C Spire expects final regulatory approval of the merger within the next 60 days.
PDQ in Alabama
Two-year-old, Tampa-based restaurant franchise PDQ (People Dedicated to Quality) recently opened for business in the Port City. This is their first foray into Alabama (16th store) with new groundbreakings planned in Auburn, Tuscaloosa and Birmingham over the next 12 to 18 months.
PDQ is a fast casual restaurant specializing in chicken tenders, salads and sandwiches made popular locally by the likes of Foosackly’s and Zaxbys, among others.
Locally owned and operated by Mobile native Chris Pfeiffer, the location is 4,300-square-feet. Realtor Burton Clark represented the sale of the land located on University Blvd. to PDQ. An official ribbon cutting with the Mobile Chamber of Commerce is slated for Q1 of 2014.
Target’s data-security nightmare threw a massive scare into holiday shoppers during the company’s busiest time of year. Just a week before Christmas, the nation’s second-largest discounter acknowledged that data connected to about 40 million credit and debit card accounts was stolen as part of a breach that began over the Thanksgiving weekend.
The theft marks the second-largest credit card breach in U.S. history, exceeded only by a scam that began in 2005 involving retailer TJX Cos. (TJ Maxx) and affected at least 45.7 million card users.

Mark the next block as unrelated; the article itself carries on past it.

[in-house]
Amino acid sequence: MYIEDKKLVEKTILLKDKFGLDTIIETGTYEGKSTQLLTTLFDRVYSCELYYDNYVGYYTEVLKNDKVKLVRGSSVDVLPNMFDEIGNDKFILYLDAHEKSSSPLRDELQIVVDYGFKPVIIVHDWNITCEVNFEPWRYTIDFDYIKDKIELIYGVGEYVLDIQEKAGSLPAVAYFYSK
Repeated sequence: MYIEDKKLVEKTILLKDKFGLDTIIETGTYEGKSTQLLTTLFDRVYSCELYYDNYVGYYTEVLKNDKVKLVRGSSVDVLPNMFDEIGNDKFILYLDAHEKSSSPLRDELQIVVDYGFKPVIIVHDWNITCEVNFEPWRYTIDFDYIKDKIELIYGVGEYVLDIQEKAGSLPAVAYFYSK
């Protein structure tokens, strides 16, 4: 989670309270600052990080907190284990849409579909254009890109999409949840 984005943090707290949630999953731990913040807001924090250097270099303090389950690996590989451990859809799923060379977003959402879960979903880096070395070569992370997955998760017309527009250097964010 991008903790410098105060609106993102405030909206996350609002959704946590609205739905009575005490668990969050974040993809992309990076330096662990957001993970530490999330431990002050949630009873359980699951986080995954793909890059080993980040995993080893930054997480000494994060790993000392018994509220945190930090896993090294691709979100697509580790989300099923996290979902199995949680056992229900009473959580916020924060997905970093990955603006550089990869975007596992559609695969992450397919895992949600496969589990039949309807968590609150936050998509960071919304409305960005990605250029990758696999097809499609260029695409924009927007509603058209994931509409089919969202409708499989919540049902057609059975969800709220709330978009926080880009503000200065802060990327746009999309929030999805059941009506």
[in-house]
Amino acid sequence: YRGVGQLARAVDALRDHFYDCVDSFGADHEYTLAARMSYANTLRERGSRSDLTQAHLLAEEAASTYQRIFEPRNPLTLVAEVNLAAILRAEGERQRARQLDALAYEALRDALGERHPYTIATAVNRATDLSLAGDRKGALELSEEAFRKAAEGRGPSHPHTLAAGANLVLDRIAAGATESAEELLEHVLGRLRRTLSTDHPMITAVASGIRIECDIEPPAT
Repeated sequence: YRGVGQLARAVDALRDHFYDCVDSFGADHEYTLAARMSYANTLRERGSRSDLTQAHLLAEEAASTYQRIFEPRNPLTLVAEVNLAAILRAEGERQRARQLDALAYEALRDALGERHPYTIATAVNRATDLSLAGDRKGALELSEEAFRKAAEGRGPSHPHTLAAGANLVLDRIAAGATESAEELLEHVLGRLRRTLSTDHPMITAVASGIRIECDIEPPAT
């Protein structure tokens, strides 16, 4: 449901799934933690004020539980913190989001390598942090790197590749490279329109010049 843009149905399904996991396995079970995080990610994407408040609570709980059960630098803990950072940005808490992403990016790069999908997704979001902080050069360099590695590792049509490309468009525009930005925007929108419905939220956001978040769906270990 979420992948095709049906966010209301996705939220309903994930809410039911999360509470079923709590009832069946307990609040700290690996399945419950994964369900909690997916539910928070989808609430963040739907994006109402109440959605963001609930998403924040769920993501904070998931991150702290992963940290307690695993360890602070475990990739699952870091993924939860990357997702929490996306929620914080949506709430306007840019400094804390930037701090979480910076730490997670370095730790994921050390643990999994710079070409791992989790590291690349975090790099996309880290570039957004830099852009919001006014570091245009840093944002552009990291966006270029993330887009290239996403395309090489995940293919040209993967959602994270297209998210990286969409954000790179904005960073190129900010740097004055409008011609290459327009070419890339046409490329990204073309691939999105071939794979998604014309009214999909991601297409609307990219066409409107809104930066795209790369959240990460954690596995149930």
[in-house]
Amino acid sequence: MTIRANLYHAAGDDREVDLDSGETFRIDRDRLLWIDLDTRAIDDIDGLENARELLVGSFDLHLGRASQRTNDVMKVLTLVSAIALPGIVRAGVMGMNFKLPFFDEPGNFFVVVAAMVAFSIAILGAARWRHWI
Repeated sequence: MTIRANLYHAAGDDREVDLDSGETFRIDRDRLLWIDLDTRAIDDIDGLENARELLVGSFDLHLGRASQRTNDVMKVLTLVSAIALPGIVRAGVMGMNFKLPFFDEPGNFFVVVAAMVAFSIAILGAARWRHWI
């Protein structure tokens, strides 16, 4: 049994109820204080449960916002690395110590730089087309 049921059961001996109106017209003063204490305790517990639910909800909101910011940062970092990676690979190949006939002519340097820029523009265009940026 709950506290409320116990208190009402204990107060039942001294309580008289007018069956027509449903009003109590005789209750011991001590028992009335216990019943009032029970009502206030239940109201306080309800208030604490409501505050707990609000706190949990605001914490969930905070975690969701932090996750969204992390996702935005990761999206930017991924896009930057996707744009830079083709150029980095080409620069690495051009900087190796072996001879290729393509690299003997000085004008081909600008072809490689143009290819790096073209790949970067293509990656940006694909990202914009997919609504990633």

“The fact this breach can happen with all of their security in place is really alarming,” Lee R. Donald, president of local web-based organizing company LeeLogic Inc. said.“One thing I try to emphasize to clients is that they should use different passwords and not recycle the passwords from month to month. They should change their credentials on a regular basis. Yes, doing these things can take time and be a bother, but would you prefer to spend time deal with changing your password on a regular basis or recovering losses stolen by a cyber-thief has?”
Often asked is how frequently someone needs to change login credentials, especially on social media. The simplest answer, Donald said, is to make a determination on how critical and/or sensitive the information is to an individual end-user.
Per Donald, changing a password does not automatically ensure your information is safe, but it does deter potential hackers.
“In a meeting with a business owner this week, I was asked if our SaaS could be used to share information internally. I realized that he wanted to create an intranet, which he could use. He thought for a minute and shared with me that the main reason his extended family uses Facebook is to share family photos and events, but they did not like having all of the children’s pictures on the web, and really didn’t like the spam,” Donald said.
“To protect all of the children, they are looking for an alternative to FB. I offered our secure cloud based solution, MobilLogic. With many ways to set it up, they can share photos and other family info privately,” Donald continued.
Happy Holidays, Lagniappe readers. See you in 2014!